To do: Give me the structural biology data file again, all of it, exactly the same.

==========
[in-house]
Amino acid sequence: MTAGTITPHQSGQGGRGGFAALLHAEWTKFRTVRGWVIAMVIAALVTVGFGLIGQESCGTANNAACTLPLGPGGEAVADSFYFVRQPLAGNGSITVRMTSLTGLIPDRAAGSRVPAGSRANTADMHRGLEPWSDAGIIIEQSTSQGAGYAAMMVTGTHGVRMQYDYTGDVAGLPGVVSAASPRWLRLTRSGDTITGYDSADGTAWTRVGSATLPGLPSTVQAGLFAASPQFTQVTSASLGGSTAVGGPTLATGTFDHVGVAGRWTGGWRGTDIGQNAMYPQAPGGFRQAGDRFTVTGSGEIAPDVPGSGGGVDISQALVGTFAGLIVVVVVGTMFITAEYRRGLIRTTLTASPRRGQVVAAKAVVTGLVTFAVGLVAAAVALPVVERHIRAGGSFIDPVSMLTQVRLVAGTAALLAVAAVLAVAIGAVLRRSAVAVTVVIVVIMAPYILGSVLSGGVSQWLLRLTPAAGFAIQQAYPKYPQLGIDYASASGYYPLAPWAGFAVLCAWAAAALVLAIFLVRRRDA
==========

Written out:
[in-house]
Amino acid sequence: MTAGTITPHQSGQGGRGGFAALLHAEWTKFRTVRGWVIAMVIAALVTVGFGLIGQESCGTANNAACTLPLGPGGEAVADSFYFVRQPLAGNGSITVRMTSLTGLIPDRAAGSRVPAGSRANTADMHRGLEPWSDAGIIIEQSTSQGAGYAAMMVTGTHGVRMQYDYTGDVAGLPGVVSAASPRWLRLTRSGDTITGYDSADGTAWTRVGSATLPGLPSTVQAGLFAASPQFTQVTSASLGGSTAVGGPTLATGTFDHVGVAGRWTGGWRGTDIGQNAMYPQAPGGFRQAGDRFTVTGSGEIAPDVPGSGGGVDISQALVGTFAGLIVVVVVGTMFITAEYRRGLIRTTLTASPRRGQVVAAKAVVTGLVTFAVGLVAAAVALPVVERHIRAGGSFIDPVSMLTQVRLVAGTAALLAVAAVLAVAIGAVLRRSAVAVTVVIVVIMAPYILGSVLSGGVSQWLLRLTPAAGFAIQQAYPKYPQLGIDYASASGYYPLAPWAGFAVLCAWAAAALVLAIFLVRRRDA